Backed by the United States Department of Agriculture, a USDA loan is a low-interest, zero-down-payment mortgage that can help you finance a home in an eligible rural area. 

  • Minimum credit score: 640
  • Minimum down payment: 0%
  • May be good for: Borrowers with low to moderate incomes who want to buy a home in a rural area

VA loan

A VA loan is guaranteed by the United States Department of Veterans Affairs. As long as you’re an active service member, veteran or eligible spouse, you may get approved for a VA loan with 0% down and no PMI. But keep in mind that you’ll likely have to pay a funding fee of up to 3.6% of your loan amount.

  • Minimum credit score: Varies by lender
  • Minimum down payment: 0%
  • May be good for: Borrowers who are active service members, veterans or eligible spouses

Should you get a home loan with bad credit?

Whether or not you should get a home loan with bad credit depends on your unique situation. Here are some pros and cons to consider.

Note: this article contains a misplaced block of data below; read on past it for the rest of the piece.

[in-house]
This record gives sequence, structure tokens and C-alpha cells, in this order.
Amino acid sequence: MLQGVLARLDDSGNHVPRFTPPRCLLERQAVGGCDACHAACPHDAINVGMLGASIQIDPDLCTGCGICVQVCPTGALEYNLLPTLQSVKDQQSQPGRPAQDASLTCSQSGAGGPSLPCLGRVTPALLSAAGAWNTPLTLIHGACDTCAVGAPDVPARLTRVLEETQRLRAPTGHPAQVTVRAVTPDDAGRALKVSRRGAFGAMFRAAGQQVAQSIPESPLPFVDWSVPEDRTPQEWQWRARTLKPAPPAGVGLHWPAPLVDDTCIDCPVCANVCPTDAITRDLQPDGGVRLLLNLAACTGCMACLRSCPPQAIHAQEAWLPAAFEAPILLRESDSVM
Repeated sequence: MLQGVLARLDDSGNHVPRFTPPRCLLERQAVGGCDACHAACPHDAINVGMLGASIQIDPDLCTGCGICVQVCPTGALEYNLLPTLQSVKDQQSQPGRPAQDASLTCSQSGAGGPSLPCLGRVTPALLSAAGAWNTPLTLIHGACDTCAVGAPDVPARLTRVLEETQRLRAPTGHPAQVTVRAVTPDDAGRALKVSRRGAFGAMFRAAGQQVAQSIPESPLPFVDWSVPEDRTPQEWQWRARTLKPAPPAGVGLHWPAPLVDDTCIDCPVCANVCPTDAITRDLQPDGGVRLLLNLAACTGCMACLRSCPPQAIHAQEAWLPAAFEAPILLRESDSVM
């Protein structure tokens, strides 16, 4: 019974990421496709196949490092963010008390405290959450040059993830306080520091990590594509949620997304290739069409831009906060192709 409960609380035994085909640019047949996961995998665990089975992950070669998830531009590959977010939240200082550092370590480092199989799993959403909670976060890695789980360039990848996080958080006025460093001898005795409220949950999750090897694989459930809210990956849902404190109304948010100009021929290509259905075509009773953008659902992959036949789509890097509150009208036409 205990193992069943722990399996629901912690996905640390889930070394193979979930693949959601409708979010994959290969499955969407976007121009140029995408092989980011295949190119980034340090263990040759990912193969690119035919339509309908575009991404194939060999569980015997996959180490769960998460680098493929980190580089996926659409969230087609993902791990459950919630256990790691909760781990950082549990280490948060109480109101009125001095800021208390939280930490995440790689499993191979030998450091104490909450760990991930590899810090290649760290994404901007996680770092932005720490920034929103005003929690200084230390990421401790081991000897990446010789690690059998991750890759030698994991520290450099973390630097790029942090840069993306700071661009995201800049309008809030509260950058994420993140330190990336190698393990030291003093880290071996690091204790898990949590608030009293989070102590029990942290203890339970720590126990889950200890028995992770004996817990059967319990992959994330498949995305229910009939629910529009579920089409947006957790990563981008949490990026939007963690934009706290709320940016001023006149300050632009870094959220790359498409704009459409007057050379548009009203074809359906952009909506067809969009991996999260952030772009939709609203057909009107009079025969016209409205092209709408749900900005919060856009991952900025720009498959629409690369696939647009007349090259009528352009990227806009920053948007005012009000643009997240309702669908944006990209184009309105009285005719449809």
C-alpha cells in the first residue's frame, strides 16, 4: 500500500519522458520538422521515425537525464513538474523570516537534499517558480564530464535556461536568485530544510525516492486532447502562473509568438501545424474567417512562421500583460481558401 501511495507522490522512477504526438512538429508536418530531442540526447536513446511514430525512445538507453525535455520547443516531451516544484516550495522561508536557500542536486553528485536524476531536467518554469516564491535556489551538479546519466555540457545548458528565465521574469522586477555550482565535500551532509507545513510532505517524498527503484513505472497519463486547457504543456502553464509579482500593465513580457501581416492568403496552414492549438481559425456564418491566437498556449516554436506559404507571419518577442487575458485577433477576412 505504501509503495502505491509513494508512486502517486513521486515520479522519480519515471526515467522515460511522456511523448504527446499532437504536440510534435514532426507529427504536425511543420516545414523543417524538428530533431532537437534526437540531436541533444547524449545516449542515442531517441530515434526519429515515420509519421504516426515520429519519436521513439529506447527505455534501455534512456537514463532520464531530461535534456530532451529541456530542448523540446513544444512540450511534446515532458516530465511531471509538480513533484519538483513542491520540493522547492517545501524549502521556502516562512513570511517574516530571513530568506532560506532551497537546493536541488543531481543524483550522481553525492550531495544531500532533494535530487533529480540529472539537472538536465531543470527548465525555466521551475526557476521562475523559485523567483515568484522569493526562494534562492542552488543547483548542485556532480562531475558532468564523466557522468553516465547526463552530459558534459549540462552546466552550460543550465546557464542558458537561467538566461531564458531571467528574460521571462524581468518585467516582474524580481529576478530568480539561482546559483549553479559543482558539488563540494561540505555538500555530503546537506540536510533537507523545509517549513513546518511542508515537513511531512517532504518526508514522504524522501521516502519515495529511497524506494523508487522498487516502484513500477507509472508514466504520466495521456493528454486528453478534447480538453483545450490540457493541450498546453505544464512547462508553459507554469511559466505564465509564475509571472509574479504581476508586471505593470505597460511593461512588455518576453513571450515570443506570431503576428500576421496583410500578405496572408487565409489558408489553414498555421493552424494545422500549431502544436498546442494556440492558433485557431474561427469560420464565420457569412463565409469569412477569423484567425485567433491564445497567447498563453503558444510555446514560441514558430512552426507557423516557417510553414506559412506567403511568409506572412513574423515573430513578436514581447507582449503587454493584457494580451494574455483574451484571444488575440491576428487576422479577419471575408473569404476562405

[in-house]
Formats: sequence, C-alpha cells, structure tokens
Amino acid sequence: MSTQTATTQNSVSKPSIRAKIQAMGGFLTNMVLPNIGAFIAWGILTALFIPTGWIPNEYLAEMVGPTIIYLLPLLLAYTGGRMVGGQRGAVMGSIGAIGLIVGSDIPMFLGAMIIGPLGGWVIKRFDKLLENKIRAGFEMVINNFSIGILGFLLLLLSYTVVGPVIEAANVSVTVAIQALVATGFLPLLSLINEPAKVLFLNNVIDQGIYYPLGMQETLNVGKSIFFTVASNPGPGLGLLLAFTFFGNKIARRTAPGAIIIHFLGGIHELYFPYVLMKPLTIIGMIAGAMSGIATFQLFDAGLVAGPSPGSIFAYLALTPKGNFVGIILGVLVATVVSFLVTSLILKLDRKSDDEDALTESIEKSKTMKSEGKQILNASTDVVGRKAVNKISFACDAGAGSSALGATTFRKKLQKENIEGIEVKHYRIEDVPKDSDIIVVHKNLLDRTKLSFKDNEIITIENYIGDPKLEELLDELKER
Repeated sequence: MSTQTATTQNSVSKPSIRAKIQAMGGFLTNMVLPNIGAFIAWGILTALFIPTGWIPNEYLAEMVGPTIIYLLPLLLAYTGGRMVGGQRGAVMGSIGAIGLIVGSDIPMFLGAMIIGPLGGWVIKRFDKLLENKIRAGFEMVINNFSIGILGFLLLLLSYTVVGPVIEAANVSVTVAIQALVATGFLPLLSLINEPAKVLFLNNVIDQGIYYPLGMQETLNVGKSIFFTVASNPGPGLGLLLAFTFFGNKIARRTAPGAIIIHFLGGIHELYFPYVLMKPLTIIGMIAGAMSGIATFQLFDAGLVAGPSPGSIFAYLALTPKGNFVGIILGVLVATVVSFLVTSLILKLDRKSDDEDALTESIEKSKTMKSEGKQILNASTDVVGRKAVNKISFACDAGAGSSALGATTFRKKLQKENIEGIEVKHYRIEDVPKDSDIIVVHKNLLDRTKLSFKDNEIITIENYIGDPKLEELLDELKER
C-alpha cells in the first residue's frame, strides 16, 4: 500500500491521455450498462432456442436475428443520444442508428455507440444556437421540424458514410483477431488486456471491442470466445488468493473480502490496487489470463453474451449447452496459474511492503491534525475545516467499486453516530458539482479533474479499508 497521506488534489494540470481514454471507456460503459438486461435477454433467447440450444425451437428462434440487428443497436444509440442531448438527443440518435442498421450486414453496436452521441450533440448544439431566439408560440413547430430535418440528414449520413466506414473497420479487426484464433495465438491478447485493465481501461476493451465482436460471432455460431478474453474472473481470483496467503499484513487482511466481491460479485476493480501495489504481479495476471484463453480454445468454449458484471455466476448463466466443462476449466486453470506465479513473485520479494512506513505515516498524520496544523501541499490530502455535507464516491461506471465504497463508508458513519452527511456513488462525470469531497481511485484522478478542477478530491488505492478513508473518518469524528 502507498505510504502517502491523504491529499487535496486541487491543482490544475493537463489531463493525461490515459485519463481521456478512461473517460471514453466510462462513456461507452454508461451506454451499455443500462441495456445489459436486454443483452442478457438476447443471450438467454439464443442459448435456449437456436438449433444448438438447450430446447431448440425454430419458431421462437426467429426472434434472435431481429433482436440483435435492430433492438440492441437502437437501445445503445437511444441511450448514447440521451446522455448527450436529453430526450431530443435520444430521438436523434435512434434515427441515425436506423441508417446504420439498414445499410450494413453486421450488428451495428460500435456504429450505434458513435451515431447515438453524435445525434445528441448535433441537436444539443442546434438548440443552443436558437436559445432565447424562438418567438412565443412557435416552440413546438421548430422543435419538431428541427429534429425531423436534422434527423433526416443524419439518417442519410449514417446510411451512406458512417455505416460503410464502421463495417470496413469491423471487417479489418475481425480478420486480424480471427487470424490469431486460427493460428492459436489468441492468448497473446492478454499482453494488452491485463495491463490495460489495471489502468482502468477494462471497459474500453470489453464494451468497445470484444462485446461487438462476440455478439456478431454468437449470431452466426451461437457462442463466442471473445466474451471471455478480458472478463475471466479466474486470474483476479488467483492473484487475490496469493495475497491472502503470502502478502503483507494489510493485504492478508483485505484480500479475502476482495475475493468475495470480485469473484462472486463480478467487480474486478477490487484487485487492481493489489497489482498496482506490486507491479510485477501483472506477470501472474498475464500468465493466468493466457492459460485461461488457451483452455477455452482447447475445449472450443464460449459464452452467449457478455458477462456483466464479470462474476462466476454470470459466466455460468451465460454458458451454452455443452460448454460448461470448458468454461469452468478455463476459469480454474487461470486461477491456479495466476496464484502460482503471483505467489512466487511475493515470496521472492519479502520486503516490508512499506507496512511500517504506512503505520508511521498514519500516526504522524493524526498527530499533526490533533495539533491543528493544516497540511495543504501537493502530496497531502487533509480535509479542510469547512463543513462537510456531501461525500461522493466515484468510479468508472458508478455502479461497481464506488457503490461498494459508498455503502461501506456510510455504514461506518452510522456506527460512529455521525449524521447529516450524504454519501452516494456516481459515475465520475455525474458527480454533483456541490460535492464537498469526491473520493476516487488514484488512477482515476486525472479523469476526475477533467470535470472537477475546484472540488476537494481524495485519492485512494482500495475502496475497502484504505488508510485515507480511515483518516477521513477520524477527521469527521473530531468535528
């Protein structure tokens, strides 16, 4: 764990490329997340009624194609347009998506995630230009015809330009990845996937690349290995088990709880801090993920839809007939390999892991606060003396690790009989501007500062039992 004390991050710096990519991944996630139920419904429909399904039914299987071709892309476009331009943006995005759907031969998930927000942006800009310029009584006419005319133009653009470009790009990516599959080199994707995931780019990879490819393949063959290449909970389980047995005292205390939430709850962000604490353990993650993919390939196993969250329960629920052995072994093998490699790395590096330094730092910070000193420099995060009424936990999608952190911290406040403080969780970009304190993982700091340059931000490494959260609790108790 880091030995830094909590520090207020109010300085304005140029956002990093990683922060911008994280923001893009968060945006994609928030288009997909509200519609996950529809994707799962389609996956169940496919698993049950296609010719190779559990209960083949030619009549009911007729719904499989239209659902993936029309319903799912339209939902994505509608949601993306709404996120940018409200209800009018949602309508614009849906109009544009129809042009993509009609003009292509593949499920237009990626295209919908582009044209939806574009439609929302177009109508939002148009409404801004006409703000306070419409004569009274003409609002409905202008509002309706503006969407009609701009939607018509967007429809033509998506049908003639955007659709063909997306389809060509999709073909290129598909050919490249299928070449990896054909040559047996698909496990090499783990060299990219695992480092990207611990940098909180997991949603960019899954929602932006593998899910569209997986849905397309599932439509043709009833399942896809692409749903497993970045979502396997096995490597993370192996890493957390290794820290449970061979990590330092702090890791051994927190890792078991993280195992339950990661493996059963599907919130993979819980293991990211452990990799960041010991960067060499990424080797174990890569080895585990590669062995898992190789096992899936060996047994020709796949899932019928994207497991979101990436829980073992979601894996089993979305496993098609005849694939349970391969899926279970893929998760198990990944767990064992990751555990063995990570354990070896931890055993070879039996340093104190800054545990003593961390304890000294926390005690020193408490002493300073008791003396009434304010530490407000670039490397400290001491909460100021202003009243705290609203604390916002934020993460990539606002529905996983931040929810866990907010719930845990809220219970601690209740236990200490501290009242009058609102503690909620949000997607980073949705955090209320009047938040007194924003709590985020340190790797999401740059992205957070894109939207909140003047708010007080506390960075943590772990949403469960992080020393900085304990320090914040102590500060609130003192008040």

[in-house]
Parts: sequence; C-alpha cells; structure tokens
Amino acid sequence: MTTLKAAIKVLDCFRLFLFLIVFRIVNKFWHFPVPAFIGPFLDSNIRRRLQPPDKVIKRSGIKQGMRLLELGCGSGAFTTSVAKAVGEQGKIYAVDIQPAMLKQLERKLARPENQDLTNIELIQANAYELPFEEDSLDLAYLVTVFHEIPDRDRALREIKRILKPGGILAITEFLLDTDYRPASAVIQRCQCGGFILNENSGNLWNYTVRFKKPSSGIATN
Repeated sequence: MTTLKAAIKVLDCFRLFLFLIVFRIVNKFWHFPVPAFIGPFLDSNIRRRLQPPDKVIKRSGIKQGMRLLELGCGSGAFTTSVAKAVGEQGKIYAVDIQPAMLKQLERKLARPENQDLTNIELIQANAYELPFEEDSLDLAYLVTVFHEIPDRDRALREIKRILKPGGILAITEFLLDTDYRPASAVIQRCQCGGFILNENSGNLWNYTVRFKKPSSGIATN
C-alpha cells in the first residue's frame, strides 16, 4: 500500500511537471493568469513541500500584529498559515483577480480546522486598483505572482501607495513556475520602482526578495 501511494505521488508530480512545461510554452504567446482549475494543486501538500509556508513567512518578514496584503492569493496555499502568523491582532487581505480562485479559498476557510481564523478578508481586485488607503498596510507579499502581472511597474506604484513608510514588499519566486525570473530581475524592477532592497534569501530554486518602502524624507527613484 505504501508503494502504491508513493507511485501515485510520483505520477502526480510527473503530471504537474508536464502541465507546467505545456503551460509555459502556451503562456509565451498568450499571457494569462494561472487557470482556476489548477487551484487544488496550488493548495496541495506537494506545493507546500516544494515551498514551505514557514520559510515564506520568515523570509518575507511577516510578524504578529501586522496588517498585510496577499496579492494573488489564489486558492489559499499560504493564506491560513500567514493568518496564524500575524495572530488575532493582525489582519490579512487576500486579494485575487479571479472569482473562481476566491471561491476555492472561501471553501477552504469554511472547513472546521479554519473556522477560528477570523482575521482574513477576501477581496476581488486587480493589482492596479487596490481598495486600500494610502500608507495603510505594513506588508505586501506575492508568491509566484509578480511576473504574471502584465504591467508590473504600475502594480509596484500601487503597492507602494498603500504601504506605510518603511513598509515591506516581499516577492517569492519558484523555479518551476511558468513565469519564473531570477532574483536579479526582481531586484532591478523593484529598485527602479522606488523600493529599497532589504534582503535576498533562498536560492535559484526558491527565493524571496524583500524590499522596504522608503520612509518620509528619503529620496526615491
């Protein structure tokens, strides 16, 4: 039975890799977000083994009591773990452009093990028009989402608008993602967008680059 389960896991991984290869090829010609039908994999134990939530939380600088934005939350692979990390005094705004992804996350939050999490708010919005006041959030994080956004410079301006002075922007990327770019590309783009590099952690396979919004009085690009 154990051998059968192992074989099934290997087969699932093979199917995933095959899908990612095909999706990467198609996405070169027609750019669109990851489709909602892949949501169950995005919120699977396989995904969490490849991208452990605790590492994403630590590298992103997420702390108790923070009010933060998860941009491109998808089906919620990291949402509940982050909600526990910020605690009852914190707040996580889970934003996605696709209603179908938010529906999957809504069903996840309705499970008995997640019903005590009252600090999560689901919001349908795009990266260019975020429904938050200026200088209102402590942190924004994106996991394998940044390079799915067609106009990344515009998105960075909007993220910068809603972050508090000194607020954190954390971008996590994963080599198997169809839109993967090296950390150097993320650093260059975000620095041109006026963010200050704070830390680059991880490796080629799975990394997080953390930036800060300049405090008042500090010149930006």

Pros of home loans for bad credit

  • Various mortgage options — Even if you have bad credit, you have a number of home loans at your disposal. You can look into both conventional and government-backed mortgages.
  • Can get approved with a higher down payment — If you’ve saved a good amount of cash for a down payment, you may secure a home loan with a lower interest rate. A higher down payment can make up for a low credit score.
  • May allow you to build equity — If you’re currently renting, a home loan for bad credit can allow you to pursue homeownership. You can build equity and potentially earn some money in the future, instead of paying for a property that will never be yours.

Cons of home loans for bad credit

  • High interest rates — If you take out a home loan for bad credit, you may be stuck with a high interest rate, which can cost you thousands of extra dollars on your home.
  • Down payment may be required — You might have to save money for a down payment. While down payment requirements vary, they’re often anywhere between 3% and 20% of the overall cost of the home.
  • May not qualify for first-time homebuyer programs — Many first-time homebuyer programs, which make homeownership easier and more affordable, require minimum credit scores. If you have bad credit, you may not be eligible.

How to improve your credit before buying a home

Before you buy a home, use these strategies to help improve your credit.